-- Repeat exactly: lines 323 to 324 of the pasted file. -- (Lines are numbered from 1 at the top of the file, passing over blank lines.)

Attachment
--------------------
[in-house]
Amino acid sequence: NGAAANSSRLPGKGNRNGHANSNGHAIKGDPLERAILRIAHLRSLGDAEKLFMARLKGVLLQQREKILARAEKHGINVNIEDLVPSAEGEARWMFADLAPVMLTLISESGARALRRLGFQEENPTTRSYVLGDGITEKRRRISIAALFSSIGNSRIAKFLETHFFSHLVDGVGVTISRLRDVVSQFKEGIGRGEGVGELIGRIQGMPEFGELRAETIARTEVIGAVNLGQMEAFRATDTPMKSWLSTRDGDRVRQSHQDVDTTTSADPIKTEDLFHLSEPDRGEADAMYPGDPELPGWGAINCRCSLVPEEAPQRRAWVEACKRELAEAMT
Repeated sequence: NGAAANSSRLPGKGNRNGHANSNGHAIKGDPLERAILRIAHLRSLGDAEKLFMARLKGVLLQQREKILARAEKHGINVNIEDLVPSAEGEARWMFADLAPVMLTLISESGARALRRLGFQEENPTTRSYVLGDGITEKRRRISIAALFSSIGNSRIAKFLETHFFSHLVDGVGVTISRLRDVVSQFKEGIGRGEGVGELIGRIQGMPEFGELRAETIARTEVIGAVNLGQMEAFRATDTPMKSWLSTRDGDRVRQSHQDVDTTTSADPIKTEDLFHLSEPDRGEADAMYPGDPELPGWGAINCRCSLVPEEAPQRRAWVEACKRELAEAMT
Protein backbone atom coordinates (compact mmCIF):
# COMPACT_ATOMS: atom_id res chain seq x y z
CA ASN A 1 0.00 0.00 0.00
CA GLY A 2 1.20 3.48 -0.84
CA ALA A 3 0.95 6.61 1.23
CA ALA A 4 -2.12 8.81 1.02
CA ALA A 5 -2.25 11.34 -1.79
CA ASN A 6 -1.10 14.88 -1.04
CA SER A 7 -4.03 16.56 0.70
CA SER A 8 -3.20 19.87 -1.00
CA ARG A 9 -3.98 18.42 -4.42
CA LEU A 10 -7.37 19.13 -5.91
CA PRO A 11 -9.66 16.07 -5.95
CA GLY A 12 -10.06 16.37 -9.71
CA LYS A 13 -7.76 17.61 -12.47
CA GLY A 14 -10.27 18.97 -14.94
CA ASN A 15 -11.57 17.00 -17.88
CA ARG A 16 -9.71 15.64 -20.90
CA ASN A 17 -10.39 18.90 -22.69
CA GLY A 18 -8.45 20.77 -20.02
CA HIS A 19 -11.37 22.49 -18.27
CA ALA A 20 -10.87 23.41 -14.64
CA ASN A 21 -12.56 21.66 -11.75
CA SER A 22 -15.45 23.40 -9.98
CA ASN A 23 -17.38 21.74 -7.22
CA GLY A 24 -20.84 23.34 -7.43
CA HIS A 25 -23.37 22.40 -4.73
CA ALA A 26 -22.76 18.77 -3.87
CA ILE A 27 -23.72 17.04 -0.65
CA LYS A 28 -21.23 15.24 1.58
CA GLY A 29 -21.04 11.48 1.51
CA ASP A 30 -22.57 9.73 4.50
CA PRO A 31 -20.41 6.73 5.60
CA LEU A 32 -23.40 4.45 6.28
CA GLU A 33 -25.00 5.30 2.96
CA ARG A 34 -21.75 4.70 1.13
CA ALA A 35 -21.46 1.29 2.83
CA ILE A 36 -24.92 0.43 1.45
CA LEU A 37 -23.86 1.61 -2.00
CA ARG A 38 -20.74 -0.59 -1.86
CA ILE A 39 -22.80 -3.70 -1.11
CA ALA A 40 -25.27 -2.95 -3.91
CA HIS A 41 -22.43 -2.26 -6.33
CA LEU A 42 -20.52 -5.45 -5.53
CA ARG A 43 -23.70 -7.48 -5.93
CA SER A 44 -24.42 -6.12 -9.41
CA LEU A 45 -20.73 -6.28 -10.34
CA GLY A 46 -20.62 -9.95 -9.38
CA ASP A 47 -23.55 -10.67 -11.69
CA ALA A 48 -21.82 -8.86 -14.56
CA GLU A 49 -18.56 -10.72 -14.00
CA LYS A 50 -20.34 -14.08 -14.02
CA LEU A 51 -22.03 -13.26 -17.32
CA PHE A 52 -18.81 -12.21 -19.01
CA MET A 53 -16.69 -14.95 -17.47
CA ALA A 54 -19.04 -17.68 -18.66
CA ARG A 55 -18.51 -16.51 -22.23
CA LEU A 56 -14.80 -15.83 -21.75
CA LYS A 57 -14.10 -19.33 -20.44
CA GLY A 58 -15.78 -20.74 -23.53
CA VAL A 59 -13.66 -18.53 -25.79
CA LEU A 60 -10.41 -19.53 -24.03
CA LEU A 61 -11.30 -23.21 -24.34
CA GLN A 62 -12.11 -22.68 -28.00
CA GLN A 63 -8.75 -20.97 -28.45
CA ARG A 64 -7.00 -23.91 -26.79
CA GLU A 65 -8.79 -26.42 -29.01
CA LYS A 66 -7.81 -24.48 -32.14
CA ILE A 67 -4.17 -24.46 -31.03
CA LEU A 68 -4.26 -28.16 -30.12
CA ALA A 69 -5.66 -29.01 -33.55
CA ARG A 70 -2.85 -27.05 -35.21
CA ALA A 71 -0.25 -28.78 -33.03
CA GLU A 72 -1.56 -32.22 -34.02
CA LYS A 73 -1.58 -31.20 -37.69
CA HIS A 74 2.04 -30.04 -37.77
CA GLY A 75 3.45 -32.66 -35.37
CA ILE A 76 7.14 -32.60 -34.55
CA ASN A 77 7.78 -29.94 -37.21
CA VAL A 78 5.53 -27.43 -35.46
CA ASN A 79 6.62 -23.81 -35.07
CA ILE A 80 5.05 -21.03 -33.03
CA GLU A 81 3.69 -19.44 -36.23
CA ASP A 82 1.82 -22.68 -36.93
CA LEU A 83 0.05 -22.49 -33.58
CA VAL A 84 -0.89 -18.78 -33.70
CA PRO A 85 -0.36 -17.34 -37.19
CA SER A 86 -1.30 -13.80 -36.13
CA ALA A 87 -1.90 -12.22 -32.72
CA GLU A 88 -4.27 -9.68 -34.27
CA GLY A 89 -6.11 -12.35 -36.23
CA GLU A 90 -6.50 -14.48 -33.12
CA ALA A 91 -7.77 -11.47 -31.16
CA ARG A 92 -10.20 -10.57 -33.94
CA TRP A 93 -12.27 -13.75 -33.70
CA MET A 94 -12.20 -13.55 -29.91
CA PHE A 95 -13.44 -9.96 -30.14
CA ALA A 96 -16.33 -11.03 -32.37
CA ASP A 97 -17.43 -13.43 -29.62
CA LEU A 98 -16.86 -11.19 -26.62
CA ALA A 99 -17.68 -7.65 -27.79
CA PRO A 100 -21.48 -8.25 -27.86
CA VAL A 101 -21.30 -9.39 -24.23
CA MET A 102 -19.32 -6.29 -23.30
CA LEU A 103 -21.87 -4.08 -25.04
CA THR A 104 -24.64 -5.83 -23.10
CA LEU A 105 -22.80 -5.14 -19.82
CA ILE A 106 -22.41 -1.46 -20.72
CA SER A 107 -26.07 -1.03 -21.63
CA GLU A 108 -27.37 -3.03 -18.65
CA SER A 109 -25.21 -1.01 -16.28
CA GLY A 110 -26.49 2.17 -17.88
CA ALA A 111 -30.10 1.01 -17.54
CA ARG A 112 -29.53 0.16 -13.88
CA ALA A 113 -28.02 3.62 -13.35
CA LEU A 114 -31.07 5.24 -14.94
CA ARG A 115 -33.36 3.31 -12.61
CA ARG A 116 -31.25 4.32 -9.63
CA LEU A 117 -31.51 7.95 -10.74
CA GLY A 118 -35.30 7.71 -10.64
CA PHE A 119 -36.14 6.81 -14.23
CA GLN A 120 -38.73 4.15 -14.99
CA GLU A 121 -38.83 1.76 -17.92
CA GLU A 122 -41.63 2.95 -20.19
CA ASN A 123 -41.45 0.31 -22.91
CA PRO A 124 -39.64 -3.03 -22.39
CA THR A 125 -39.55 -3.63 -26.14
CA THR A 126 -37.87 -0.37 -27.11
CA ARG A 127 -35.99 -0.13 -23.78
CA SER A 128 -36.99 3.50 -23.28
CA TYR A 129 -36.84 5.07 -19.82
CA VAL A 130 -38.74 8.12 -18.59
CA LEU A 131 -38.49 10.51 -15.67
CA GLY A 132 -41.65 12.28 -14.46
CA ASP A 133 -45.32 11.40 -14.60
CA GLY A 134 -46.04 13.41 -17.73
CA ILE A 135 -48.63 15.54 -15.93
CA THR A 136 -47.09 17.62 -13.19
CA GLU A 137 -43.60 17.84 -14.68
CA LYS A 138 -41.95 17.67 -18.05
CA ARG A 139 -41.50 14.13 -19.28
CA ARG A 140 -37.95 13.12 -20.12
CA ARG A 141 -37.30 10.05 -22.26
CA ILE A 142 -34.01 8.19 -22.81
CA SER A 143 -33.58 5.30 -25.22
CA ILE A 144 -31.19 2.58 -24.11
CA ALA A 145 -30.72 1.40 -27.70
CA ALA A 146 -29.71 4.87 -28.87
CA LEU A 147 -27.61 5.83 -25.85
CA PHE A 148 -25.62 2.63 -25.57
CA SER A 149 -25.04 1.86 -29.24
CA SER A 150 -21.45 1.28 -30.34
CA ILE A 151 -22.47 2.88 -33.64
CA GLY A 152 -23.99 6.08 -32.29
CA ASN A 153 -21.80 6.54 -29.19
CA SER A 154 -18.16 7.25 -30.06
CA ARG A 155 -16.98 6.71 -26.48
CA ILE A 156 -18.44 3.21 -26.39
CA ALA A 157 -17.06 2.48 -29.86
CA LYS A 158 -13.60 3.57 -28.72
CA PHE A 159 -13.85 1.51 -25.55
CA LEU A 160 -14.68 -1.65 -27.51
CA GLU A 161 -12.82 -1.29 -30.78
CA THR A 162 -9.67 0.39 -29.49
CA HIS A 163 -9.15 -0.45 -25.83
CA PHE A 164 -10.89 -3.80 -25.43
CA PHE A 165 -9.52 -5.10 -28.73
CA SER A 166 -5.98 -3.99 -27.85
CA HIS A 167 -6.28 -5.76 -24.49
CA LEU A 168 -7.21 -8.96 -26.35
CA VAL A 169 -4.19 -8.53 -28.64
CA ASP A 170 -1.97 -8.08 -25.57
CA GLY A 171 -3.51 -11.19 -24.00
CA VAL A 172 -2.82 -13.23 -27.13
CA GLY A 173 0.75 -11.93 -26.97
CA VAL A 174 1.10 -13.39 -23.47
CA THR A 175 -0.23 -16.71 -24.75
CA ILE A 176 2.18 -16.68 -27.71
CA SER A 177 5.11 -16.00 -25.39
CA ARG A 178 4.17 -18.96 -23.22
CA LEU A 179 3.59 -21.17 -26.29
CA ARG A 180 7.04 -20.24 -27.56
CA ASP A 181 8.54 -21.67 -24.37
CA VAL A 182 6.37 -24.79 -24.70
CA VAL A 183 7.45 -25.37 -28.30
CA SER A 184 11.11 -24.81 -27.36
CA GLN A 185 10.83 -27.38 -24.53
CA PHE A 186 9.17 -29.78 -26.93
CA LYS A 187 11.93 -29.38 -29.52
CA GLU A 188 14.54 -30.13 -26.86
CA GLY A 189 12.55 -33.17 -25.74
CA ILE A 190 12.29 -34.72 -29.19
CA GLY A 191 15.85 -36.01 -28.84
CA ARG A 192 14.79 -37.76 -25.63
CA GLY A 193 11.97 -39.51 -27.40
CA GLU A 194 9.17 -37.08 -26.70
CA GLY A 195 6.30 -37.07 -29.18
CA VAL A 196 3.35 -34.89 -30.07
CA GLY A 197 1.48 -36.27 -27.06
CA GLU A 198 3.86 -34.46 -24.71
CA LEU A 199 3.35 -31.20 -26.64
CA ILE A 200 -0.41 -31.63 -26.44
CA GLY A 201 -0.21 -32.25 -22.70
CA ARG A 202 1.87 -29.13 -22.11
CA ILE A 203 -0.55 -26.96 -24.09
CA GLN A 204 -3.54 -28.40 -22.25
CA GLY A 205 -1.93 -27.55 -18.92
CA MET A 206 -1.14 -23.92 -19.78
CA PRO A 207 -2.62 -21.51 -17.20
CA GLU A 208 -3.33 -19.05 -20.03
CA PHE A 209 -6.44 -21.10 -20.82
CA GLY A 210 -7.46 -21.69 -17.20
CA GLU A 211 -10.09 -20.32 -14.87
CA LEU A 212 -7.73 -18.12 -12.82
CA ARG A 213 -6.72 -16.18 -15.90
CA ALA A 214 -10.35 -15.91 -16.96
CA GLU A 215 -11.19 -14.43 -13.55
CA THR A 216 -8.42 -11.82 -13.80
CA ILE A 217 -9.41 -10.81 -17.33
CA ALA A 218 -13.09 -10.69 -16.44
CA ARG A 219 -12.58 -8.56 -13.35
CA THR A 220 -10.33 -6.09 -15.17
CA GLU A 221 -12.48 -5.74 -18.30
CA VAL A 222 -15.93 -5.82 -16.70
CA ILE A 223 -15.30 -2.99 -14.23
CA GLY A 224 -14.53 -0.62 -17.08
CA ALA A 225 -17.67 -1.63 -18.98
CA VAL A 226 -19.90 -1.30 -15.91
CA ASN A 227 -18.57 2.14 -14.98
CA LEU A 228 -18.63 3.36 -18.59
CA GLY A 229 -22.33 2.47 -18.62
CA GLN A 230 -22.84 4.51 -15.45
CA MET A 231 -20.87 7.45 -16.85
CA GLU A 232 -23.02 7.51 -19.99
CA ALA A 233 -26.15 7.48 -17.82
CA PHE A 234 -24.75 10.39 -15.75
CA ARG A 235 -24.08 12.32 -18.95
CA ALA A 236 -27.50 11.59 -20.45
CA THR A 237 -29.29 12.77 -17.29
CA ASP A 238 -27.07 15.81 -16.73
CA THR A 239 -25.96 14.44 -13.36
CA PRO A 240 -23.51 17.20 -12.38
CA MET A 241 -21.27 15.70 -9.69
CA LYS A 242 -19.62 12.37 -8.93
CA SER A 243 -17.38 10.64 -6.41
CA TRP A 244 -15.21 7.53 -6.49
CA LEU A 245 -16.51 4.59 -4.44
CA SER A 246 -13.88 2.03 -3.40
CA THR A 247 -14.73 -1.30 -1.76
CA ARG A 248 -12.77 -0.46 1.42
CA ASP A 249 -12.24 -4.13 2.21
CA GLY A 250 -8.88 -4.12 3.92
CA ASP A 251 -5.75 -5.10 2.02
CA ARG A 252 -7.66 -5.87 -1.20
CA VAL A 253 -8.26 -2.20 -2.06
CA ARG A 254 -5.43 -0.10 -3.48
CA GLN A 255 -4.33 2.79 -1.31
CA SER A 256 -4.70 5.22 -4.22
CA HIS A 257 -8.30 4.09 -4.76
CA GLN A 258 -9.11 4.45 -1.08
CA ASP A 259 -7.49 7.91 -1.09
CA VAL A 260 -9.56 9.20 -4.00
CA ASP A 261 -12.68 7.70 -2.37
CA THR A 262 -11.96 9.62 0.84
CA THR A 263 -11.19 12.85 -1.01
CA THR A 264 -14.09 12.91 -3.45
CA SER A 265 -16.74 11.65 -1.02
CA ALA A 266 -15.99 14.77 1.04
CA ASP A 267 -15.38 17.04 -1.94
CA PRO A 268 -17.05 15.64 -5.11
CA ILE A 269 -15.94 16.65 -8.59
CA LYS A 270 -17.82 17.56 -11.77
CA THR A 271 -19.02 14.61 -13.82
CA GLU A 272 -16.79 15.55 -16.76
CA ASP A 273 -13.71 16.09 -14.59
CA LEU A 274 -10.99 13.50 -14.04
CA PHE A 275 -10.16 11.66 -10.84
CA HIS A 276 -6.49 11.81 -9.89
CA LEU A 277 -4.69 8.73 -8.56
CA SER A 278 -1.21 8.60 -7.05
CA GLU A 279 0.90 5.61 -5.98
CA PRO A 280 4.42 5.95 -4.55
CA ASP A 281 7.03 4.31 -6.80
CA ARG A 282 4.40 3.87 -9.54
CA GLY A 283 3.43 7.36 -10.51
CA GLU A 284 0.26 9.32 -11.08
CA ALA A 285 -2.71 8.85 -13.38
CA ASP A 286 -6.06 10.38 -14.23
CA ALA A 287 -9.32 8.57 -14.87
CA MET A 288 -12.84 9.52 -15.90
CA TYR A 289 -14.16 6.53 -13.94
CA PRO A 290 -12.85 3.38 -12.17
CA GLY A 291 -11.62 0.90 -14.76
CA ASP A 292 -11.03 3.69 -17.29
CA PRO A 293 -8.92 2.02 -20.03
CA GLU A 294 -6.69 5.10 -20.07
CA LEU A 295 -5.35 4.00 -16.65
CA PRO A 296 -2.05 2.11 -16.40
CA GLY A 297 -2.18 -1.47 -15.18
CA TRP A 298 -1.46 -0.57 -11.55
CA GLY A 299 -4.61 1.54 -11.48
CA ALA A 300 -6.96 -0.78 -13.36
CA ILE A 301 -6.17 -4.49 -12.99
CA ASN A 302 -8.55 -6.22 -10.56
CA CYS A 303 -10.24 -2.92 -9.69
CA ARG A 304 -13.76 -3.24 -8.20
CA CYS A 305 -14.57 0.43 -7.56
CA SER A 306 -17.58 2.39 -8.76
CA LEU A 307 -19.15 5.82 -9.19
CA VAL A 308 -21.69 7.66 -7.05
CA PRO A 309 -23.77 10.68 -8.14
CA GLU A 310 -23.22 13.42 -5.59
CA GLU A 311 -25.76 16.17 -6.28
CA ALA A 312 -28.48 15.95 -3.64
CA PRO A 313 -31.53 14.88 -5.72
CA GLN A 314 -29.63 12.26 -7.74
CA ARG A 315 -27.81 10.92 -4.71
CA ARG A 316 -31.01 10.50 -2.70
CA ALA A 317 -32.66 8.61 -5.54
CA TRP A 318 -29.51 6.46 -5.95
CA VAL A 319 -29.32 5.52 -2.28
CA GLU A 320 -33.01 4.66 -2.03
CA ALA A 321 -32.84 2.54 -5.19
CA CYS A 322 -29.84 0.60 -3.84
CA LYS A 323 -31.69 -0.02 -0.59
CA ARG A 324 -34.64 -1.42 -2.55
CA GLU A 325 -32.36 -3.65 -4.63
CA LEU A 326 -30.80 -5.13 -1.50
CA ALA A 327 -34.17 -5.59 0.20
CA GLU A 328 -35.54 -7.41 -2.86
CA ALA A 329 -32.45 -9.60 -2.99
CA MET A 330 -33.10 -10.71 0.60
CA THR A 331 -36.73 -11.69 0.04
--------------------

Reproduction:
CA TRP A 318 -29.51 6.46 -5.95
CA VAL A 319 -29.32 5.52 -2.28